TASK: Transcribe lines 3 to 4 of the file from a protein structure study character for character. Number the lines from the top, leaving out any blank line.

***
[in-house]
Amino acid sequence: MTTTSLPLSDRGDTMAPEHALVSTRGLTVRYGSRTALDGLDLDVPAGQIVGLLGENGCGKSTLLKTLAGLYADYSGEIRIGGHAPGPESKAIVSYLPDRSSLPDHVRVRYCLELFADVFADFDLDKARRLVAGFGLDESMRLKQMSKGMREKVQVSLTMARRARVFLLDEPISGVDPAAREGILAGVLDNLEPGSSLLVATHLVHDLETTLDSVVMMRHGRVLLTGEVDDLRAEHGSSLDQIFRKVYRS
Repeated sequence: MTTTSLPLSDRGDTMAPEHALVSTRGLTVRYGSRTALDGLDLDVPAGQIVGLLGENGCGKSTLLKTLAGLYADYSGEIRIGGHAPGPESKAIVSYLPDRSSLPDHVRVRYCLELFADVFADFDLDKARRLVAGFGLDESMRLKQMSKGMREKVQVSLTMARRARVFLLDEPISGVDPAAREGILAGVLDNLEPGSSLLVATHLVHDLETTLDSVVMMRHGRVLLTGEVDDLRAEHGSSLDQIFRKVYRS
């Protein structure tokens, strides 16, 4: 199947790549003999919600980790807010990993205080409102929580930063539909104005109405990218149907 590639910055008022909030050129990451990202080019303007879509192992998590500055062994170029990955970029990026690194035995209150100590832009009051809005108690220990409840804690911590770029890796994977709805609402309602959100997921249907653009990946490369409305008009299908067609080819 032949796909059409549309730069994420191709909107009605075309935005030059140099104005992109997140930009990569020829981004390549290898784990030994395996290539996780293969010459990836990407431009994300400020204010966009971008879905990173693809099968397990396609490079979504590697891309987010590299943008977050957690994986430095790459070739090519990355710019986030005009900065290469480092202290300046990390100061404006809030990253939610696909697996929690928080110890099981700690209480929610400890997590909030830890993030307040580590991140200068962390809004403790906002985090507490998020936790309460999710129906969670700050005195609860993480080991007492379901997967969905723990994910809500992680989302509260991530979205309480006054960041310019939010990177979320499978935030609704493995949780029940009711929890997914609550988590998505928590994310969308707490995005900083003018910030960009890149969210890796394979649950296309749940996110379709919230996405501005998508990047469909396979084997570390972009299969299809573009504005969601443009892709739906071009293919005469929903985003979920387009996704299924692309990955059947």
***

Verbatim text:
Repeated sequence: MTTTSLPLSDRGDTMAPEHALVSTRGLTVRYGSRTALDGLDLDVPAGQIVGLLGENGCGKSTLLKTLAGLYADYSGEIRIGGHAPGPESKAIVSYLPDRSSLPDHVRVRYCLELFADVFADFDLDKARRLVAGFGLDESMRLKQMSKGMREKVQVSLTMARRARVFLLDEPISGVDPAAREGILAGVLDNLEPGSSLLVATHLVHDLETTLDSVVMMRHGRVLLTGEVDDLRAEHGSSLDQIFRKVYRS
């Protein structure tokens, strides 16, 4: 199947790549003999919600980790807010990993205080409102929580930063539909104005109405990218149907 590639910055008022909030050129990451990202080019303007879509192992998590500055062994170029990955970029990026690194035995209150100590832009009051809005108690220990409840804690911590770029890796994977709805609402309602959100997921249907653009990946490369409305008009299908067609080819 032949796909059409549309730069994420191709909107009605075309935005030059140099104005992109997140930009990569020829981004390549290898784990030994395996290539996780293969010459990836990407431009994300400020204010966009971008879905990173693809099968397990396609490079979504590697891309987010590299943008977050957690994986430095790459070739090519990355710019986030005009900065290469480092202290300046990390100061404006809030990253939610696909697996929690928080110890099981700690209480929610400890997590909030830890993030307040580590991140200068962390809004403790906002985090507490998020936790309460999710129906969670700050005195609860993480080991007492379901997967969905723990994910809500992680989302509260991530979205309480006054960041310019939010990177979320499978935030609704493995949780029940009711929890997914609550988590998505928590994310969308707490995005900083003018910030960009890149969210890796394979649950296309749940996110379709919230996405501005998508990047469909396979084997570390972009299969299809573009504005969601443009892709739906071009293919005469929903985003979920387009996704299924692309990955059947």